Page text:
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Journal Articles


  • Physician-assisted suicide: Where to draw the line? CAMBRIDGE QUARTERLY OF HEALTHCARE ETHICS Young, E. W. 2000; 9 (3): 407-410

    View details for Web of Science ID 000087317400012

    View details for PubMedID 10858891

  • Changing economics and clinical ethical decisionmaking: A view from the trenches CAMBRIDGE QUARTERLY OF HEALTHCARE ETHICS Young, E. W. 2000; 9 (2): 284-287

    View details for Web of Science ID 000086269500013

    View details for PubMedID 10742869

  • Ethical issues at the end of life. Stanford law & policy review Young, E. W. 1998; 9 (2): 267-288

    View details for PubMedID 16528859

  • Ethics in the outpatient setting: New challenges and opportunities CAMBRIDGE QUARTERLY OF HEALTHCARE ETHICS Young, E. W. 1997; 6 (3): 293-298

    View details for Web of Science ID A1997XM82900006

    View details for PubMedID 9253497

  • Physician-assisted suicide - Overview of the ethical debate - Commentary WESTERN JOURNAL OF MEDICINE Young, E. W. 1997; 166 (6): 402-406

    View details for Web of Science ID A1997XG75100007

    View details for PubMedID 9217453

  • RATIONING MISSING INGREDIENT IN HEALTH-CARE REFORM WESTERN JOURNAL OF MEDICINE Young, E. W. 1994; 161 (1): 74-77

    View details for Web of Science ID A1994NY52600020

    View details for PubMedID 7941521

  • Does depression invalidate competence? Consultants' ethical, psychiatric, and legal considerations. Cambridge quarterly of healthcare ethics Young, E. W., CORBY, J. C., Johnson, R. 1993; 2 (4): 505-515

    View details for PubMedID 8149005

  • Ethical aspects of blood transfusion. journal of the Florida Medical Association Young, E. W. 1993; 80 (1): 29-32

    View details for PubMedID 8436929

  • The Patient Self-Determination Act: potential ethical quandaries and benefits. Cambridge quarterly of healthcare ethics Young, E. W., Jex, S. A. 1992; 1 (2): 107-115

    View details for PubMedID 1342338

  • LIMITING TREATMENT FOR EXTREMELY PREMATURE, LOW-BIRTH-WEIGHT INFANTS (500 TO 750-G) AMERICAN JOURNAL OF DISEASES OF CHILDREN Young, E. W., Stevenson, D. K. 1990; 144 (5): 549-552

    Abstract

    Despite impressive recent advances in neonatology, outcomes for extremely premature, very-low-birth-weight infants (500 to 750 g) remain uneven. In a situation of inherent uncertainty, treating patients vigorously could do violence to the moral principles of nonmaleficence and (distributive) justice. Equally, failing to treat patients vigorously because of concerns about nonmaleficence and (distributive) justice could violate the principle of patient-centered beneficence. Compounding this dilemma is the legacy of the "Baby Doe Regulations." International perspectives on this particular quandary are provided. We assert that at Stanford (Calif) University the "individualized prognostic strategy" rather than the "wait until certainty" approach prevails. Four concluding questions are posed: Why is prevention not encouraged more than after-the-fact heroic intervention? Is it possible to develop a more rational view of stopping aggressive therapy once having started? Can we ignore the finitude of our medical resources? Is there a need to redefine the nature of autonomy?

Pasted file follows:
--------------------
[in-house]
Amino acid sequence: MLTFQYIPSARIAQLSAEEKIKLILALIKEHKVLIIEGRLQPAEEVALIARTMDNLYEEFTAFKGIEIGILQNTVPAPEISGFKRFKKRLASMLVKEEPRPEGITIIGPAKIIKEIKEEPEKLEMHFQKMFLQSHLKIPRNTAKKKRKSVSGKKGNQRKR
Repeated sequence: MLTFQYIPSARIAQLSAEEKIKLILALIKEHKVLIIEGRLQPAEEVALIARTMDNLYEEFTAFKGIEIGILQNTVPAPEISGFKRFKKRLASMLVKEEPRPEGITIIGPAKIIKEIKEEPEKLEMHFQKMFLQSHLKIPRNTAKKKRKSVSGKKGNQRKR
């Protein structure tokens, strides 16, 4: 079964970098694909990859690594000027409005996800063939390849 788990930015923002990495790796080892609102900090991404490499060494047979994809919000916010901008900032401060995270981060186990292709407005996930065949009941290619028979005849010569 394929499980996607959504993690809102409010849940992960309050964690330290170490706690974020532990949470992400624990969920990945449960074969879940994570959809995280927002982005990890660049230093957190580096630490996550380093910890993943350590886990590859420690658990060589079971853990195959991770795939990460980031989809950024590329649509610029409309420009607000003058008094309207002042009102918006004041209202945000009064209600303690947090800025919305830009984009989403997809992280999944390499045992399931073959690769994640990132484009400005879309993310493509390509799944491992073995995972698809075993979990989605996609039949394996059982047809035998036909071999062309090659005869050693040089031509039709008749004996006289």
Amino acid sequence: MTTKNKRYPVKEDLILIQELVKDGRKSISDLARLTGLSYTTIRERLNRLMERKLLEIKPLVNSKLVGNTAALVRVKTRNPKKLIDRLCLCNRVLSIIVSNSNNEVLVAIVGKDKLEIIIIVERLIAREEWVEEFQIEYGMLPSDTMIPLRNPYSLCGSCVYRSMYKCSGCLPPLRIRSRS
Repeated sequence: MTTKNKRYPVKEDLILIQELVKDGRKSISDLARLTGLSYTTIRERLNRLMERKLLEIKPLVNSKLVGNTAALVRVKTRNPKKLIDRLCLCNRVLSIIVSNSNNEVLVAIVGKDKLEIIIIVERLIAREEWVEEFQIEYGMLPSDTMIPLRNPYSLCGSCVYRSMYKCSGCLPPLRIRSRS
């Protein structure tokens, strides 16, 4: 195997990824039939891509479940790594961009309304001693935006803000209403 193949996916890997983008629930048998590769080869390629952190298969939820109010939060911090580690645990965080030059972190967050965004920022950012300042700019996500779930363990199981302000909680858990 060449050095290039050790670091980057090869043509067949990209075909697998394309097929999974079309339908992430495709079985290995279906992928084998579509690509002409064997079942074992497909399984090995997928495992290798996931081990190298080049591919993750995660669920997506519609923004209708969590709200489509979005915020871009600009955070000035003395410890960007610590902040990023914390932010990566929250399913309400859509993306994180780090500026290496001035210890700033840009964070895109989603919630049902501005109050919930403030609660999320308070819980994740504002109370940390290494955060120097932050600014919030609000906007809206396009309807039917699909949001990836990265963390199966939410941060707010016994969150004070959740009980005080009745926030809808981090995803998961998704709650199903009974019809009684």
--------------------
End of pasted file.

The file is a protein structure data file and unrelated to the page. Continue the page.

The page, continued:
View details for Web of Science ID A1990DB96200021

    View details for PubMedID 2330921

  • When critical illness interferes with informed consent. Progress in clinical and biological research Young, E. W. 1989; 299: 235-239

    View details for PubMedID 2657792

Conference Proceedings


  • THE ETHICS OF NONTREATMENT OF PATIENTS WITH CANCERS OF THE HEAD AND NECK Young, E. W. AMER MEDICAL ASSOC. 1991: 769-773

    Abstract

    There are three levels at which nontreatment decisions for patients with cancers of the head and neck might be made: not doing further diagnostic procedures when the data gained would not make a significant difference to treatment decisions; not continuing aggressive therapy when its benefits are outweighed by the ensuing burdens and harms; and, at the policy level, not providing costly aggressive therapy at all because of the number of patients with unmet, more basic needs. These three levels of nontreatment decisions are discussed in light of ethical theory, briefly introduced. Arguments are made in favor of nontreatment decisions at the two clinical levels mentioned above, but against a policy decision to ration treatment for patients with cancers of the head and neck.

    View details for Web of Science ID A1991FV56600017

    View details for PubMedID 1907464

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